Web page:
Music of Female Shamans in Japan*

By Kárpáti, János | Studia Musicologica, September 2013 | Go to article overview

Music of Female Shamans in Japan*


Kárpáti, János, Studia Musicologica


Shamanism is a specific system of belief among peoples in Siberia and Central Asia. At its centre stands the shaman, who is endowed with extraordinary powers and who acts as an intermediary between humans and the imaginary world of spirits and ghosts. Being a charismatic person, the shaman is capable of going into a state of trance, sometimes with the help of artificial means, and to take great imaginary trips into other, transcendental worlds: the realm of gods and the dead. Shamans never perform these activities autotelicly, but rather for public or individual good, most often in the form of healing or soothsaying.1

Classic Siberian shamanism's easternmost boundary is Korea, therefore Japan does not belong to this tradition. However, it is without doubt that Japanese culture was subjected to powerful Korean influences for centuries, since Chinese culture also reached Japan via Korea. Therefore, the hypothesis that Japanese, Tungus, Manchurian, and Korean shamanism are all closely related, is completely admissible.2

The oldest Japanese chronicle, the Kojiki (712), testifies to the existence of certain shamanistic rituals. A classic example of this is Arne no Uzume's dance before the cave which, in its preparative moments, in the motif of the "divine pos- session," and in the use of music and dance contains the description of an entire agrarian ritual Another type of shaman ritual is to be found in the prophecy report, in which Empress Jingu (Okinaga Tarashi-hime) falls into trance and predicts the conquering of lands overseas (Korea). Both rituals are basically prototypes of shamanistic activities since they focus on changing the surrounding environment, making it more favourable, or trying to deduce what the future holds.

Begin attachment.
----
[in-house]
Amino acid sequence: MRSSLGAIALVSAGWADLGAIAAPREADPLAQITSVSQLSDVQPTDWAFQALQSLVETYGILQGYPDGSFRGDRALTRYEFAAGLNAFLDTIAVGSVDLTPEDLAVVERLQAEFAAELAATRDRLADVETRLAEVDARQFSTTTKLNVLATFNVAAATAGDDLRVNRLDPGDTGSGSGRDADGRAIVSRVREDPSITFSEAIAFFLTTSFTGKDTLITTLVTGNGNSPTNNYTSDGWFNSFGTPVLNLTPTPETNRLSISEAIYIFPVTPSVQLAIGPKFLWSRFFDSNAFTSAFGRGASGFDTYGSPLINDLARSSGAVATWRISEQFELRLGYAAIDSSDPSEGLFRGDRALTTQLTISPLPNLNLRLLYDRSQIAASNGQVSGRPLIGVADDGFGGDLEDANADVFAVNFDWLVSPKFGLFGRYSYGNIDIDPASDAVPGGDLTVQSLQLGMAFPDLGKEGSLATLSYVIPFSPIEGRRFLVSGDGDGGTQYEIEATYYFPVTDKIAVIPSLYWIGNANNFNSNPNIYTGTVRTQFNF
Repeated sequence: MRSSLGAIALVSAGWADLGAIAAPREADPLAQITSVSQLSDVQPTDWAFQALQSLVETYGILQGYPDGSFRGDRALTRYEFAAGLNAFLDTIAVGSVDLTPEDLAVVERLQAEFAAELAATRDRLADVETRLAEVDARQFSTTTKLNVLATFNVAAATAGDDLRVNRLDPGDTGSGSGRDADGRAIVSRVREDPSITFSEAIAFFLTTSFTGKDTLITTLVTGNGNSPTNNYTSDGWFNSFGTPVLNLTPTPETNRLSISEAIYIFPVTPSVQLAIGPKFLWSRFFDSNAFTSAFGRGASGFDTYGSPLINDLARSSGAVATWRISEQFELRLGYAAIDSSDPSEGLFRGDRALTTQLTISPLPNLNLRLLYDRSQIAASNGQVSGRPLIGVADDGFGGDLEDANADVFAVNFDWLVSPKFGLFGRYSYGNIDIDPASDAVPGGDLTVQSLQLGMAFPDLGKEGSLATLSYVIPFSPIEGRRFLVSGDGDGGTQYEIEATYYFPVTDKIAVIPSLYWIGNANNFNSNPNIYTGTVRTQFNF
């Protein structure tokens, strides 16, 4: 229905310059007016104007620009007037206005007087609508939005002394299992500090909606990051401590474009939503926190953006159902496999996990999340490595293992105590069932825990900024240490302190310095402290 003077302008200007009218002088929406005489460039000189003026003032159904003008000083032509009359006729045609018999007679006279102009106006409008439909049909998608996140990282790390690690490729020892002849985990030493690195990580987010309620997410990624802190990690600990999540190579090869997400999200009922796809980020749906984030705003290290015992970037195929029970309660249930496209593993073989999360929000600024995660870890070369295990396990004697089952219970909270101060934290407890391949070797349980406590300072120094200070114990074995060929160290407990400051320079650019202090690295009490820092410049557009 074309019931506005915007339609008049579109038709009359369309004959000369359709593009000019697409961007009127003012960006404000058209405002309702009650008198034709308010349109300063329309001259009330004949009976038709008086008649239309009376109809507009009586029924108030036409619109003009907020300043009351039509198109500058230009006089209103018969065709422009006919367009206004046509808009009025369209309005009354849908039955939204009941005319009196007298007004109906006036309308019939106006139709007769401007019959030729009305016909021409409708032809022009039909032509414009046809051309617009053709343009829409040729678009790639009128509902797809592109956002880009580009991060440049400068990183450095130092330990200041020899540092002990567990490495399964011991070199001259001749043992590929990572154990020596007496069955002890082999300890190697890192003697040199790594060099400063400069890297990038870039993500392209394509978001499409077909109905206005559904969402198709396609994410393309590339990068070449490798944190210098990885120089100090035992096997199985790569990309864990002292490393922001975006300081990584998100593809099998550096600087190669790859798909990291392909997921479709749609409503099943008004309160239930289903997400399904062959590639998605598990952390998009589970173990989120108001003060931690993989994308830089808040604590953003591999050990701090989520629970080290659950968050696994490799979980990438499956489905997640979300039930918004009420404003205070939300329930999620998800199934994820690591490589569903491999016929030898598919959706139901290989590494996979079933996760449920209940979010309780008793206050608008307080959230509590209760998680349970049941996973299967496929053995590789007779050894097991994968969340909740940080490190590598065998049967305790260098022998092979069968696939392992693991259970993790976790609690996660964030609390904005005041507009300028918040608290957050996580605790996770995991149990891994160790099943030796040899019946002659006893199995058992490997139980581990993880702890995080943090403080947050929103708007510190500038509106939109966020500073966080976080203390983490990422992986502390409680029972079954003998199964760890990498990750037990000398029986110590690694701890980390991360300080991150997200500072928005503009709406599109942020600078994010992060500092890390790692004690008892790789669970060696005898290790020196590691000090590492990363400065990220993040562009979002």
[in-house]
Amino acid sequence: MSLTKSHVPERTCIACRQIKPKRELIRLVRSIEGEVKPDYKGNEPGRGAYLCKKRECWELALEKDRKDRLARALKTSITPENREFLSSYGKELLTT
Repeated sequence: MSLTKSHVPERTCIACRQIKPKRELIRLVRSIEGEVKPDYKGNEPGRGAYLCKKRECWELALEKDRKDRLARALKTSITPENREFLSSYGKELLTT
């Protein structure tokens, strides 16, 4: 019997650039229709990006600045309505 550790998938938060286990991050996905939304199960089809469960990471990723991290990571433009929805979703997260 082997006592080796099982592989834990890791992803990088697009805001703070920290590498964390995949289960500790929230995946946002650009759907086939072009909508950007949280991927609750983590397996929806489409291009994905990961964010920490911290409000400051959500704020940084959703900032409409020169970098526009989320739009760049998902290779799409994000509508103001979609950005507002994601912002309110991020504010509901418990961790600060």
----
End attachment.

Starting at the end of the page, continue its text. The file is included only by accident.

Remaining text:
In addition to literary documentation, there are also artefacts attesting to ancient Japanese shamanistic culture like the so-called haniwa clay figures, which were found on the kofuns, burial mounds dating from the fifth and seventh centuries. These haniwas were funeral objects made from red clay, kilned at low tempera- tures, representing houses, horses, ships, and people. Among the haniwa depict- ing people, peasant and soldier figures can also be found, while the majority of them portray both male and female shamans. The female shamans are in cere- monial dress, with headwear, and jewellery. It is of great importance for us that on several of the discovered statuettes, the female shaman is holding a zither-type instrument on her knee. One has every reason to regard these five or six stringed instruments as being identical to the yamato goto, the "Japanese zither" found in archeological excavations.3

Female domination in shamanistic activities suggests that women held a position of special social esteem in pre-historic Japan and also in the early periods of recorded history from about 250 (the Kofun Age) to 593 (the beginning of Empress Suiko's reign and the Asuka Age) as attested by reports sent to the Chinese Emperor by his ambassadors. The Wei Dynasty chronicle Wei Chih dating from 297, quotes a report sent by the ambassadors on the island they called Wa, which contains an important piece of information regarding the special social position of female shamans.

The country formerly had a man as ruler. For some seventy or eighty years after that there were disturbances and warfare. Thereupon the people agreed upon a woman for their ruler. Tier name was Pimiko. She occupied herself with magic and sorcery, bewitching the people. Though mature in age, she remained unmarried. She had a younger brother who assisted her in ruling the country. After she became the ruler, there were few who saw her. She had one thousand women as attendants, but only one man. Fie served her food and drink and acted as a medium of communication. She resided in a palace surrounded by towers and stockades, with armed guards in a state of constant vigilance.4

Later Japanese documents confirm the domineering role of women not as leaders of the community, but as responsible for carrying out funeral rites. …

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